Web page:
When you start on your career search, how will you stand out from the crowd? What unique skills or experiences will be able to identify?
How will you be able to get your personality across, as well as convey that you have those soft skills (critical thinking, punctuality, teamwork) that are so hard to demonstrate on paper?
Making an excellent and professional first impression online is absolutely necessary in the job search process.
Many employers find their future employees entirely through online job searches, using either LinkedIn or online job posting sites (e.g. Indeed.ca).
An interview doesn't usually happen until your future employer has had at least some positive impression of you through what they find online. So what do you need to do?
If they can search for it, they can find it.
Larger firms use third-party agencies to do social media searches on prospective employees. The last thing they want is to hire someone with a penchant for doing and saying things that can embarrass the company.
Cleaning up doesn't mean erasing your personality, however. Employers are as interested as your friends are in seeing that you're an interesting and engaging person.
Check out this great resource guide from the University of Waterloo.
And keep it up to date. This is true even after you've landed that first job. Your LinkedIn profile should indicate your professional goals.
Being an active participant on LinkedIn is much more likely to make a positive and lasting impression with someone who may be interested in hiring you.
LinkedIn provides a quick 'how to' guide on this and other strategies.
Use e-portfolios to showcase your work and highlight your interests and your ability to reflect meaningfully on what you can contribute to a team or organization.
Consider taking a portfolio building course (e.g. CMNS 200) or experiment with free e-portfolio building websites.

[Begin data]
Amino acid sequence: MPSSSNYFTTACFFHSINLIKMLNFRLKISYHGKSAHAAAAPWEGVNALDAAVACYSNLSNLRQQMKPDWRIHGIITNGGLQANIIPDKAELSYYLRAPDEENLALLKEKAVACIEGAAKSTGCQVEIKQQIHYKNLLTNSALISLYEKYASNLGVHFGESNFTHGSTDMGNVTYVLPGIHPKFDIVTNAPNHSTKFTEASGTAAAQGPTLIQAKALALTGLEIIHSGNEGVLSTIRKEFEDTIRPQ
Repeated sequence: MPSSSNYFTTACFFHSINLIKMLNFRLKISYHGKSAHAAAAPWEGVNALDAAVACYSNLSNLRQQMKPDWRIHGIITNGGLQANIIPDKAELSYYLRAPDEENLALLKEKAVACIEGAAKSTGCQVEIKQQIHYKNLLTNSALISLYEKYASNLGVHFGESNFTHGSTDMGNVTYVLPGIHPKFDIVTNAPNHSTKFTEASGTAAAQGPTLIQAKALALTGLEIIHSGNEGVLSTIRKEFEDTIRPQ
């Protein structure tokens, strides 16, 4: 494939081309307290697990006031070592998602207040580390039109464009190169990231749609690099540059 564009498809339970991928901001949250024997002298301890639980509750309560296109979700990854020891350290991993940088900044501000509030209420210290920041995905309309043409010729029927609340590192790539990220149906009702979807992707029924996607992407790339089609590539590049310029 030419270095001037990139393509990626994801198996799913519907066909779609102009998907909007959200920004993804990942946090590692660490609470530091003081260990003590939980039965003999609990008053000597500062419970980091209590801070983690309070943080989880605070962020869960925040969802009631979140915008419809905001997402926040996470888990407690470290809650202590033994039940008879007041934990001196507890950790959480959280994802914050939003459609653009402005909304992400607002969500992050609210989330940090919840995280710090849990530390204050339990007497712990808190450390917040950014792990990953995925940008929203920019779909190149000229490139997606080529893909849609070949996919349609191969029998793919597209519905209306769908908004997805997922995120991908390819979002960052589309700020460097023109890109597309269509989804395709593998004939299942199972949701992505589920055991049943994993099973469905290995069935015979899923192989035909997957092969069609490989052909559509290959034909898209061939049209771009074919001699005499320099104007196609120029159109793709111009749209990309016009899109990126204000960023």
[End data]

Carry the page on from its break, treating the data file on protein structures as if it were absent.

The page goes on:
Check out this great e-portfolio resources site at the University of Waterloo.
Some students and graduates don't like using social media and do not have accounts on Facebook, Twitter, etc. But NOT having a presence online can be almost as problematic as not having an unprofessional one.
At the bare minimum, stay connected on LinkedIn.
Twitter is also a good site for those who are looking for a simpler form of social media to use, and it's a useful site for staying on top of professional organizations and trends.
Paper résumés still matter, and this means editing, editing, editing.
Make sure the document is free of errors and cleanly presented and easy to read. Arrange to meet with a UFV Career Centre staff member to review your résumé-building strategies and get more suggestions on how to improve your paper-based presentation.
Keep in mind as well that your paper résumé does not replace, but instead complements, your online presence.
Are you comfortable approaching people in the industry in which you want to work? Are you ready for that interview? What kind of impression do you make?
Even before you begin the active work search process, take advantage of as many opportunities as you can to network with professionals and potential employers. This can be at:
At professional and networking events, dress appropriately (business casual is the norm). Be proactive in reaching out to say 'hello' and ask questions.
Over time, you'll build more confidence which will help you in interviews.
If you're normally shy or introverted, and find making new contacts uncomfortable, find out in advance how others in your shoes have approached these types of events.
Just type in "Introvert Networking" into any search engine, and you'll find a rich trove of advice.
Make an appointment with the UFV Career Centre to get tips on how to best prepare for an interview.
Will a future employer remember you once you've left the room? A few quick and simple strategies can help leave a lasting impression.
First, carry business cards. In the age of online communications, business cards may seem old-fashioned. But they are still widely used, and for good reason.
Business cards leave a tangible reminder of your meeting, and whenever that person picks up your card again, they're reminded of your conversation.
Basic business cards are inexpensive, but experiment with different designs if you're feeling creative and don't mind paying a bit more.
Second, follow up on your meeting. This isn't to suggest you place daily phone calls. But a short email or note of thanks and appreciation for the employer's time is good practice.
Last, always talk positively about the potential employer, even if you didn't get the job.
They may call you back at a later date. But that won't happen if you post your frustrations to your Facebook page.